[Congressional Record Volume 155, Number 78 (Wednesday, May 20, 2009)]
[Senate]
[Page S5694]
From the Congressional Record Online through the Government Printing Office [www.gpo.gov]




                  TRIBUTE TO ADMIRAL JOHN HENRY TOWERS

 Mr. ISAKSON. Mr. President, I wish to honor and commemorate in 
the Record of the Senate ADM John Henry Towers, pioneer naval aviator, 
on the 90th anniversary of the first crossing of the Atlantic Ocean in 
an airplane on May 8, 2009.
  Admiral Towers was born and raised in Rome, GA, and graduated from 
the U.S. Naval Academy with the class of 1906. As one of the earliest 
of all naval aviators, he participated in the development of new 
aviation technology and the application of air power as a part of the 
surface fleet. By the time World War II was over, Admiral Towers was 
the senior surviving aviator of the Navy.
  In every chapter of the early development of naval aviation, John 
Towers made his mark. He organized the Navy's entry into aviation in 
1911. Admiral Towers worked very closely with Glenn Curtiss in 
designing the first naval aircraft and due to his efforts became known 
to his peers as the ``Crown Prince of Aviation.''
  Towers held aviation records for endurance, altitude, and speed. He 
survived a fall out of an airplane in 1913 by hanging onto the aircraft 
strut as it crashed into the Severn River from 1,300 feet. 
Unfortunately, his pilot-in-training, ENS, William Billingsly, was 
killed and became the first naval aviation fatality. As a result, 
Towers mandated seat belts and harnesses in all naval aircraft after 
the crash. He also took the Assistant Secretary of the Navy Franklin 
Delano Roosevelt, future President of the United States, for his first 
airplane ride, which secured a special friendship that lasted their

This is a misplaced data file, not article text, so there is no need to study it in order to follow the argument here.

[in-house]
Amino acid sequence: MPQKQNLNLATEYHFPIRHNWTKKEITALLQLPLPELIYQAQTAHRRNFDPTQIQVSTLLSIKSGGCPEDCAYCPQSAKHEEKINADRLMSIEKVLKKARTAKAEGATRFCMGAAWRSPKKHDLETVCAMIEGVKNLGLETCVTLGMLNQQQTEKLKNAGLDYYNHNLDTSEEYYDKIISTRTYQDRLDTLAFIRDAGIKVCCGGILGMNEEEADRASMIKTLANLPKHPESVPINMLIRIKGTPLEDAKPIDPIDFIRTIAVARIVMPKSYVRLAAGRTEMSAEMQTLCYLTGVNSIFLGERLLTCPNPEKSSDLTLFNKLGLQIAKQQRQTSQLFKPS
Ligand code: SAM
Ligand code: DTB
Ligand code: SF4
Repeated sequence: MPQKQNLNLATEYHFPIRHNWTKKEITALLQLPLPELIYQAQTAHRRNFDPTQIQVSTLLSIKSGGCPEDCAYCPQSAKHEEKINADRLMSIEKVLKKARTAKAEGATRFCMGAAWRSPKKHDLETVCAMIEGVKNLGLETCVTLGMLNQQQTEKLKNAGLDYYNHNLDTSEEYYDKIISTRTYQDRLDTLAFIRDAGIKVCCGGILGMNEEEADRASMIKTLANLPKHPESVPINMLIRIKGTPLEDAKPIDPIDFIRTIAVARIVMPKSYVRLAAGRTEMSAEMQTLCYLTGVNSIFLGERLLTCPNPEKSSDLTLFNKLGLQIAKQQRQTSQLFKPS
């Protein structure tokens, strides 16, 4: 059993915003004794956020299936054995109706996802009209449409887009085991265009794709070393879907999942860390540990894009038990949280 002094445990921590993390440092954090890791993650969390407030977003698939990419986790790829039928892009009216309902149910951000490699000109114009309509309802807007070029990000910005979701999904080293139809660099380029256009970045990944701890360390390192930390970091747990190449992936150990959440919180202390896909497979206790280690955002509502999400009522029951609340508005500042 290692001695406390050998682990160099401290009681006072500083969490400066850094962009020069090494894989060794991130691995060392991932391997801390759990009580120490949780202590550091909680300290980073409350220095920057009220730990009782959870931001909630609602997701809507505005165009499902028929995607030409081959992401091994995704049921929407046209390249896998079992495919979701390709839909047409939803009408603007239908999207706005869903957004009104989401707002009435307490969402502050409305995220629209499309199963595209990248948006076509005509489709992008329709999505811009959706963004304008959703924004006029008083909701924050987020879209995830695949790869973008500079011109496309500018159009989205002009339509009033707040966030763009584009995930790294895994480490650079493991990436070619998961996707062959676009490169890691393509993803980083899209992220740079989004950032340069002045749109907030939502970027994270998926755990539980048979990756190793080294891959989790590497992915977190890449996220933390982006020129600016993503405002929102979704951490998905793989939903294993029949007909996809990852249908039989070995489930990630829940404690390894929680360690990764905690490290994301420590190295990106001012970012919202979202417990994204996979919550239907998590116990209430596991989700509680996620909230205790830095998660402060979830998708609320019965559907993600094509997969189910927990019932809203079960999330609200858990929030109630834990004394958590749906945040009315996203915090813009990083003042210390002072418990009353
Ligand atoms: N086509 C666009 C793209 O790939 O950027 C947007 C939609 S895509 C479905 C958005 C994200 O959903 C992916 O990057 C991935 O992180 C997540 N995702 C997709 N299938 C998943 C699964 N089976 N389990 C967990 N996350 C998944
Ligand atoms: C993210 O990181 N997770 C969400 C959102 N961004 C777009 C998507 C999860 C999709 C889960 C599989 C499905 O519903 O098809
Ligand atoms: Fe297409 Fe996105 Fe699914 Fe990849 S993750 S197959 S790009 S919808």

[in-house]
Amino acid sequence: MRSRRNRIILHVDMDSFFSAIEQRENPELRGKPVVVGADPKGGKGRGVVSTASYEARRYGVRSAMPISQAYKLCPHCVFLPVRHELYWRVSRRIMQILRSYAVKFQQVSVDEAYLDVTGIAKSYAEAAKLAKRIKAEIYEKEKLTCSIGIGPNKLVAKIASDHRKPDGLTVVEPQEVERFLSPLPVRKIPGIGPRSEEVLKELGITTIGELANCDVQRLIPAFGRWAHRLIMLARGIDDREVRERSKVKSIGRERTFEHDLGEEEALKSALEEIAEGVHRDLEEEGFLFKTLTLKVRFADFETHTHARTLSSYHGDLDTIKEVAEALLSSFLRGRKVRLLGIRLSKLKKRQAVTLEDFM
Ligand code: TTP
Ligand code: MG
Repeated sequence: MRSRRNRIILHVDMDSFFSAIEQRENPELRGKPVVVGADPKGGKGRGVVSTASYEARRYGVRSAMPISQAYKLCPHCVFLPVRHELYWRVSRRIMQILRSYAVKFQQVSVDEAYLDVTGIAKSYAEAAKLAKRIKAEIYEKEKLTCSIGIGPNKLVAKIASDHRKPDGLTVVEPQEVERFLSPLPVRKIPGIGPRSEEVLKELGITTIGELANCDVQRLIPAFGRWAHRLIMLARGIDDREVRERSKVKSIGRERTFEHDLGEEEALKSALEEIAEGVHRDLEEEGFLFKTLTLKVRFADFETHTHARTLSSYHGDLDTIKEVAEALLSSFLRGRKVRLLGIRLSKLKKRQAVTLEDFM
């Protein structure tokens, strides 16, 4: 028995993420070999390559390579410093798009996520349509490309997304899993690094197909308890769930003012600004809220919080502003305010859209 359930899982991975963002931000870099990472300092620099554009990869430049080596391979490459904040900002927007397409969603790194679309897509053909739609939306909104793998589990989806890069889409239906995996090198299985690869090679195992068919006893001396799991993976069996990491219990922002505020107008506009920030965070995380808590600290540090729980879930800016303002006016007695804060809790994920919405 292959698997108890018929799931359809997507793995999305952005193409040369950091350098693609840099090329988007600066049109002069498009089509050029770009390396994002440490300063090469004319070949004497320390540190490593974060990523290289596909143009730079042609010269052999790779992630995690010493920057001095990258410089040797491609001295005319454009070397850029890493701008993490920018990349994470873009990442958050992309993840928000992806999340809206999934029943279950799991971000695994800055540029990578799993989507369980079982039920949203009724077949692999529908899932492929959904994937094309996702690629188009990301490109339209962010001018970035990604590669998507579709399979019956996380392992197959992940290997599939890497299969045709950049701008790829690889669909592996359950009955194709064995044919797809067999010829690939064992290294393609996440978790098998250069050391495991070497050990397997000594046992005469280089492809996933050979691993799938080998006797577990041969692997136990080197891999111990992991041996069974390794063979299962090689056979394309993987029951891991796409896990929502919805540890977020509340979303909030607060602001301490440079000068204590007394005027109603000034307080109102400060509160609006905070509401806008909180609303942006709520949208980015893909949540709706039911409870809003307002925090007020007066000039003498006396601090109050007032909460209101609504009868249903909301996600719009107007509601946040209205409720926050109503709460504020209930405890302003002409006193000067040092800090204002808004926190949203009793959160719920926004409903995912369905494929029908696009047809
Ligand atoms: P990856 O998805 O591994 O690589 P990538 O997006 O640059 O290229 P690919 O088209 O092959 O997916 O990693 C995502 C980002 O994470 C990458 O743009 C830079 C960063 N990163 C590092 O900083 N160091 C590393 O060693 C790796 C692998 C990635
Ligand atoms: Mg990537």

whole careers.
  Admiral Towers was the first to use naval aircraft in combat in the 
Mexican War in 1914. Then, in 1919, he conceived, organized, and 
commanded the first flight of three Navy NC-flying boats to fly across 
the Atlantic Ocean, fulfilling his early vision to be the first flight 
across the Atlantic Ocean. The flights began at Rockaway Beach, NY, on 
May 8, 1919, and one of the planes made it to Plymouth, England, on May 
31, 1919. It was Towers' vision that inspired others and changed the 
world forever. The flight actually lasted 52 hours 31 minutes, for a 
distance of 3,936 nautical miles.
  Towers and his group became international celebrities. During their 
Atlantic crossing, the Nation was on pins and needles reading about the 
happenings each day, particularly when they received the news that 
Towers' float boat NC-3 went down and was lost at sea for 5 days. After 
he sailed the seaplane 200 miles to the Azores, his became a household 
name around the world.
  The significance of this epic flight affected the psyche of the 
American public because until that time, we were largely protected from 
invasion by having two oceans on either side of us. When the airplane 
made that first Atlantic crossing, Americans became aware that we were 
not immune from future wars on our soil. In addition, Britain, France, 
and Germany were more advanced in aviation than the United States. When 
the United States beat them across the Atlantic, we were immediately 
thrust into a ``super power'' status. The U.S. Navy beat the world in 
crossing the Atlantic.
  Admiral Towers' career was a stubborn, determined battle to gain 
acceptance for aviation from a Navy that was dominated by battleship 
admirals. He was the first to integrate women into the U.S. Navy and 
U.S. Marines by creating the W.A.V.E.S. in 1942. The W.A.V.E.S. 
eventually grew to 12,000 women officers and 75,000 enlisted women. He 
was also the first to obtain four stars in any branch of service in the 
State of Georgia and was awarded the Distinguished Service Medal.
  Apollo 17 honored the admiral and his contribution to aviation by 
naming a crater on the Moon in his name. In addition, he was honored by 
Time magazine and placed on the front cover for his efforts during 
World War II. Towers began in naval aviation at its inception in 1911 
and remained dedicated to the field through his retirement in 1947. He 
is a member of five Aviation Halls of Fame.
  It is a privilege to pay tribute to the remarkable life of ADM John 
Henry Towers.

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